According to a new research report from the analyst firm Berg Insight, the installed base of wireless IoT devices in industrial automation reached 10.3 million in 2014.
The number of wireless IoT devices in automation networks will grow at a compound annual growth rate (CAGR) of 27.2 percent to reach 43.5 million by 2020. There is a wide range of wireless technologies used in industrial automation with different characteristics and use cases. 802.15.4 based standards such as WirelessHART and ISA100.11a are major contenders at the field level in process automation networks. Wi-Fi and Bluetooth are the most widespread technologies in factory automation while cellular connectivity typically is used for remote monitoring and backhaul communication between plants. The increasing popularity of Ethernet based networks in factory automation is one of the key drivers for the popularity of Wi-Fi in such applications. Increased usage of standard devices such as tablets and smartphones in for example mobile HMI solutions is also an important driver for the adoption of Wi-Fi as well as Bluetooth in automation equipment.
The wireless IoT device market is served by a multitude of players from various backgrounds including global automation solution providers, automation equipment and solution vendors, industrial communication specialists and IoT communication specialists. Emerson, Honeywell, GE and Yokogawa are leading vendors of 802.15.4 devices in industrial automation. Siemens, Cisco, Belden, Moxa, Schneider Electric and Eaton are major vendors of Wi-Fi devices while Eaton, GE and Sierra Wireless are important vendors of cellular devices for industrial automation applications.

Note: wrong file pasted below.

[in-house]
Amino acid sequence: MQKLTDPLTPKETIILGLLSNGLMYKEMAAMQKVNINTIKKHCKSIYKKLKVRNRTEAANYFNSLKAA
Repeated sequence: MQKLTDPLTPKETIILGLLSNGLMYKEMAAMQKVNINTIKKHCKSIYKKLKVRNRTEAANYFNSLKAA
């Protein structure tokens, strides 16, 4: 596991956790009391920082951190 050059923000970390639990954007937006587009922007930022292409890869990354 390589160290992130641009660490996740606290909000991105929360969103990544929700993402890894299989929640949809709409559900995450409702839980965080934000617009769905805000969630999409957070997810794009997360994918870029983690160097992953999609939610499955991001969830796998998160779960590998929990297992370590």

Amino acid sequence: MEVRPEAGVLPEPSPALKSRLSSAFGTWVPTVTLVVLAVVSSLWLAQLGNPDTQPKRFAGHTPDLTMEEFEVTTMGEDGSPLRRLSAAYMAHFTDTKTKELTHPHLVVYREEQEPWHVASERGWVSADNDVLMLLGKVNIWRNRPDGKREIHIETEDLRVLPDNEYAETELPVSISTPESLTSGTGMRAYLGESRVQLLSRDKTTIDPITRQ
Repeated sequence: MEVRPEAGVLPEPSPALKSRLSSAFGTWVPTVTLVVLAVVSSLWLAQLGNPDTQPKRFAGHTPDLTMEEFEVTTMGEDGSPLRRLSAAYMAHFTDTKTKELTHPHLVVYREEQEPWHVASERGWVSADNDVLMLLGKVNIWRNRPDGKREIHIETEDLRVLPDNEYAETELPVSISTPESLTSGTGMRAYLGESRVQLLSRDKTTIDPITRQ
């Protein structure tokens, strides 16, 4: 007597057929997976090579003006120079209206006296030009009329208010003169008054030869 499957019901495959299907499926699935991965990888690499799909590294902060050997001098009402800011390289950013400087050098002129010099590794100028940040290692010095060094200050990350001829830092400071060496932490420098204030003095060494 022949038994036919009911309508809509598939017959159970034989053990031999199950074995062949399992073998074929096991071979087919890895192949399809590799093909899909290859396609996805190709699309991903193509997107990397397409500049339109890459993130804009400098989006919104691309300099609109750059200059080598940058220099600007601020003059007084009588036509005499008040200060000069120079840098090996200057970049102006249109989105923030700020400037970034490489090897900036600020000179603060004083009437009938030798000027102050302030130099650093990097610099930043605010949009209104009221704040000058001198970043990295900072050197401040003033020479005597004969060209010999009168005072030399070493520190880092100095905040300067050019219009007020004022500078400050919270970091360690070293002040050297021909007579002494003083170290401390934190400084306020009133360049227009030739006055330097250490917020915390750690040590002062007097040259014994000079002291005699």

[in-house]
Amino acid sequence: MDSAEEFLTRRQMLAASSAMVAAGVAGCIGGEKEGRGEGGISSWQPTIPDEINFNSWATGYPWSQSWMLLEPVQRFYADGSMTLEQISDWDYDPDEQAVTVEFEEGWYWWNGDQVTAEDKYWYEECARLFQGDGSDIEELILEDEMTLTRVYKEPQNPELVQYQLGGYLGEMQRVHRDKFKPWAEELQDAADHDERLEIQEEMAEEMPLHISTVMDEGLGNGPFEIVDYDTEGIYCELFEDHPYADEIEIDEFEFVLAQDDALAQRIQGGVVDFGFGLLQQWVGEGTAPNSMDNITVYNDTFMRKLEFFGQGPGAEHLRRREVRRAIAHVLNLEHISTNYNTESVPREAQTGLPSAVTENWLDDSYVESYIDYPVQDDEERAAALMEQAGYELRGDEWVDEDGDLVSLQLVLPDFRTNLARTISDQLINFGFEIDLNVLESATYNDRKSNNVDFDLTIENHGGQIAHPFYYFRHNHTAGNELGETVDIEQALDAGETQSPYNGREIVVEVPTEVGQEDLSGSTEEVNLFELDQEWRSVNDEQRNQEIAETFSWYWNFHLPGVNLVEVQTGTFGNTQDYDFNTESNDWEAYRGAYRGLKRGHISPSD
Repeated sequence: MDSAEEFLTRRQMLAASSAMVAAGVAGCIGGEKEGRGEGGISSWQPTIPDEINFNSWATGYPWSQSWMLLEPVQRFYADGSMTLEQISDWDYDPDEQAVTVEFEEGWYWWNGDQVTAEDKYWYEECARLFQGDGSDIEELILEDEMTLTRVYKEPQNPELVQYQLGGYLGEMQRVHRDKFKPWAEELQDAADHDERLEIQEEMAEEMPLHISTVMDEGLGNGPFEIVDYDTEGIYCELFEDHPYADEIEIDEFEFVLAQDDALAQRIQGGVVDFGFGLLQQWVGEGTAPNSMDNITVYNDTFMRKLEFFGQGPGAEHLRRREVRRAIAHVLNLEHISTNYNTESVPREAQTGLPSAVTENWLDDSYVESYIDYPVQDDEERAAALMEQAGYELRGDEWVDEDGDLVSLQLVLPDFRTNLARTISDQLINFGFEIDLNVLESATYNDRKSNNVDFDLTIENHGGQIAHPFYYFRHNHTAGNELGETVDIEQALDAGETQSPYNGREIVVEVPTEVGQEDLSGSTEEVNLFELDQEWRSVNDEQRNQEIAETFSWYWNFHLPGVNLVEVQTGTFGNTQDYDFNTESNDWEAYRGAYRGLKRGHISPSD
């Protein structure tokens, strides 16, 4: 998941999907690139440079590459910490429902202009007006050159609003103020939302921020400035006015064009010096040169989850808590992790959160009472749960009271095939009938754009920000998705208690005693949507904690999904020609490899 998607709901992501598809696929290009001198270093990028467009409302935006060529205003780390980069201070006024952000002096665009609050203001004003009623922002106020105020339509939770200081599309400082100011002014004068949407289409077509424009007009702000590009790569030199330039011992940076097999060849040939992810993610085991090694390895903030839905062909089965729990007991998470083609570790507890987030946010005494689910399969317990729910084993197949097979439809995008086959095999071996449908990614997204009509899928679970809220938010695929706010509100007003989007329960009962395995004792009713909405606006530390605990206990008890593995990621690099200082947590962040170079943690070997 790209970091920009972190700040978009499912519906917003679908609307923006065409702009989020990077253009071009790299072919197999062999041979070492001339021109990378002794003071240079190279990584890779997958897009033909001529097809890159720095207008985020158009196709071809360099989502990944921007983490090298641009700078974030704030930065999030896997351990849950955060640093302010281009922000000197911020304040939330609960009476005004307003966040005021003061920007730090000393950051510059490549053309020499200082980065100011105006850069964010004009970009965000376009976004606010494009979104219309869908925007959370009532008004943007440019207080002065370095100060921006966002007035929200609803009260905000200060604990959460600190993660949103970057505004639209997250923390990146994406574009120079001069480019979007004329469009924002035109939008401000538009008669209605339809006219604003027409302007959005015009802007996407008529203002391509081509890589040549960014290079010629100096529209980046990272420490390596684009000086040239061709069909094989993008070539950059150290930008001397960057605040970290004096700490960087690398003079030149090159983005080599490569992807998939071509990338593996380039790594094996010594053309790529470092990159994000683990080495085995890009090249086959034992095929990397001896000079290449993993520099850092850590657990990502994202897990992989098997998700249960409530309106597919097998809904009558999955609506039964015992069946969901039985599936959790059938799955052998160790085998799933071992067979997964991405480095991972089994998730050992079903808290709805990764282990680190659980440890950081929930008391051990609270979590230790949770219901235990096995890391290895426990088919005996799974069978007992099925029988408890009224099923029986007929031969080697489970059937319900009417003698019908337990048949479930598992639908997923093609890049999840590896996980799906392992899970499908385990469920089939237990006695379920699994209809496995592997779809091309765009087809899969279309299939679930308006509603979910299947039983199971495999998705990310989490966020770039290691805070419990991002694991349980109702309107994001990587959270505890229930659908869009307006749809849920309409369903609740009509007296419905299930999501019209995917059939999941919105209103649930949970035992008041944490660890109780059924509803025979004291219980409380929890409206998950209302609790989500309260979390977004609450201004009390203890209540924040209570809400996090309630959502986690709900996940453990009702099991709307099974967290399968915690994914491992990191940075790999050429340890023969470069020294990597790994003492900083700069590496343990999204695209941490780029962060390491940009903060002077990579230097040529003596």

“Companies are now deepening the integration between industrial automation systems and enterprise applications and the promise of IoT is getting more tangible by the day”, said Johan Svanberg, Senior Analyst, Berg Insight. Large multinational corporations are beginning to systematically develop and adopt best practices to maximise the benefits of IoT technology in every part of their organisations. IT/OT convergence, smart factories, Industry 4.0 and the Industrial Internet of Things are all concepts which are part of the ongoing evolution of industrial automation.
Mr. Svanberg concluded:
“Innovation in sensor technology, wireless connectivity, energy harvesting, 3D printing, big data and cloud solutions along with seamless exchange of information between devices, systems and people paves the way for improved performance, flexibility and responsiveness throughout the enterprise value chain.”